Kathy Hoclur, 7995 North Douglas Hwy, spoke in support to the hiring of Icy Straits Environmental by TCI, but she is concerned that the results of their studies might not be incorporated into the design of the golf course. She urges TCI to be flexible on this issue and utilize the local knowledge of the nearby neighbors as well.

    Anne Fuller, 7943 North Douglas, addressed the process that the golf course had taken. The Consistency Determination happened in 1997, but the 1999 City Land Plan says that the golf course is a 200-acre proposal. She's now concerned by what has been in the design and when things changed. With regard to the wildlife, Ms. Fuller believes that they will use the golf course lands exactly how they want to. If anything, she suspects that there will be a conflict between the deer hunters and the golfers, as the deer will be attracted to the greens. Finally, environmental sensitivity requires knowledge and she believes more knowledge is needed in order to proceed.

    Ellen Ferguson, 7925 North Douglas, is a 13 year resident of North Douglas. She is very concerned by how the golf course will change the nature of her neighborhood. She read the staff report and found it very easy to digest even though she lacked a scientific background. This was because it lacked scientific information, she believes. With regard to an Integrated Pest Management Plan, it is important that full disclosure made of any pesticides that Totem Creek might employ. Nothing less than a complete plan with critical data be required and in place before any mistakes with the use of chemicals are made be required. Peterson Creek, a coho salmon stream, must be protected from chemicals and water quality must be further monitored before the permit can be issued. She supports the 200-foot buffers to protect fish and game habitat from blow-downs. In closing, Ms. Ferguson presented a photo of the Landmark Tree that was discovered on the site this month. She urged the Planning Commission not to approve the project until all the data was gathered and integrated into the design.

    Richard Carstensen, 160 Behrends Avenue. Mr. Carstensen stated that his group re-visited the vicinity of holes four and five and they were unable to locate the Landmark Trees. The group will be taking another trip to the site to document the Landmark Trees. The Landmark Trees Project began in 1996 and it is an effort to find, describe and understand the most magnificent remaining forest of Southeast Alaska. Five years of tree hunting has revealed that while big trees remain, their numbers are a mere shadow of the ones that were lost. Juneau no longer has the eight to ten foot in diameter spruces that once stood 200 feet tall around the community. Recently, Mr. Carstensen's group assessed the Totem Creek site and identified a Landmark Tree stand. One tree is 200 feet tall, (only one other tree on the Juneau road system is taller) another is 77 inches in diameter. Indications are that the tree is well over 500 years old. Attempting to avoid wetlands, the Totem Creek plans systematically target the alluvial fans. The alluvial fans are exactly where the Landmark Trees are located. The small stands of trees that are not slated for logging will have very little chance of surviving blow-downs even if the 66-foot buffers were expanded five-fold. The Peterson Creek watershed contains the most extensive and highest quality lowland fish, deer and bear habitat on Douglas Island.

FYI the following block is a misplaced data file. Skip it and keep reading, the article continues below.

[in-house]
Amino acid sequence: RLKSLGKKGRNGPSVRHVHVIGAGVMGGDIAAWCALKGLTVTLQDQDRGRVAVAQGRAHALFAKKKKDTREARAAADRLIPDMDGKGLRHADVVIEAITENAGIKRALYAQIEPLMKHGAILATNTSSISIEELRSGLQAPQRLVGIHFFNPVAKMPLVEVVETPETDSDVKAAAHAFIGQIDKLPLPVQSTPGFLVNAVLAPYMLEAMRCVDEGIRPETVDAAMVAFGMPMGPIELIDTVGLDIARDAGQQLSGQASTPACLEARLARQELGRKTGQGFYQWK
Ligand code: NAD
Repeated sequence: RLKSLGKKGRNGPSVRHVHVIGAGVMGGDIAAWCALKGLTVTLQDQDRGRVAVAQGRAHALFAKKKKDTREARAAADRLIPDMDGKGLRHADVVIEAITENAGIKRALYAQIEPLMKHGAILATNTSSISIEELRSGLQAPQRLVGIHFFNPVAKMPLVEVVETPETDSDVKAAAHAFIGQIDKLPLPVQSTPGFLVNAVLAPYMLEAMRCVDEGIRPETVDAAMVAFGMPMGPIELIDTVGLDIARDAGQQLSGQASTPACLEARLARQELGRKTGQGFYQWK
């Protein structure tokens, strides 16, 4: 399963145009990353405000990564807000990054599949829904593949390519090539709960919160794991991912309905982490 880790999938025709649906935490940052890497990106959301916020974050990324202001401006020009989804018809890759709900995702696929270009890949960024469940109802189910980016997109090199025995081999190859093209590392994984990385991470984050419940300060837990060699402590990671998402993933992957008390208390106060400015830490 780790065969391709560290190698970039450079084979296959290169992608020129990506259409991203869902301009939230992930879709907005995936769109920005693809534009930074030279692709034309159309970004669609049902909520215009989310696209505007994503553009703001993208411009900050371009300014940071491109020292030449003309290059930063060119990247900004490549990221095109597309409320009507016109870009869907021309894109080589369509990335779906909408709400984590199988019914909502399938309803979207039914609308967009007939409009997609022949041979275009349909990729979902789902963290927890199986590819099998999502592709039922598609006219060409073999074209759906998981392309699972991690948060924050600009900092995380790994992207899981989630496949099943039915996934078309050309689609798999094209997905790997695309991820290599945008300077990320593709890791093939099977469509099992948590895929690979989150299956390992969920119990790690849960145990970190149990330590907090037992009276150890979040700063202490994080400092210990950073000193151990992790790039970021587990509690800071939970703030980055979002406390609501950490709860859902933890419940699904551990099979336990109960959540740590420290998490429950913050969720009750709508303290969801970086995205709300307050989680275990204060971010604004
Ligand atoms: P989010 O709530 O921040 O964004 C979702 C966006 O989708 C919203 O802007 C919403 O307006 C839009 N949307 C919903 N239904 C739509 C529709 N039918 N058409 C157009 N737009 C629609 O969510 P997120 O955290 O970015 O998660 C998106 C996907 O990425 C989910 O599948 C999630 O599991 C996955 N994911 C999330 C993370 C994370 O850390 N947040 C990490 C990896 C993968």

Catherine Pohl, 160 Behrends Avenue, is an employee of the Alaska Department of Fish and Game and her job is reviewing these types of projects for their effects on fish and wildlife habitat. The Totem Creek project underwent a full review about three years ago. The result was the Consistency determination, with its 49 stipulations. Most of the stipulations focused on the logging aspect of the project because that aspect of the application lacked detail. In the final determination, a wildlife management plan and stream habitat surveys were made legally binding requirements that the applicant must complete prior to construction. Ms. Pohl states that the reasonable assumption was that the results of the studies would contribute to the design of the golf course. She acknowledges that there was no discussion of how that information would be used by TCI. This is a bit of unfinished business that has fallen to the Planning Commission to resolve at this time.

    In Ms. Pohl’s advisory role to the Planning Commission as an employee of the Department of Fish and Game, she commends CDD staff on their thorough work and states that their recommendations are sound biologically. With regard to buffer information, Ms. Pohl added that The Tongass Stream Protection Measures divides streams by functional groups on the theory that different kinds of streams need different kinds of buffers. The streams on the golf course site are alluvial process group and the prescription for those types of streams would be buffers of about 130 feet. However, given the presence of Landmark Trees, further modifications should be made to accommodate their survival.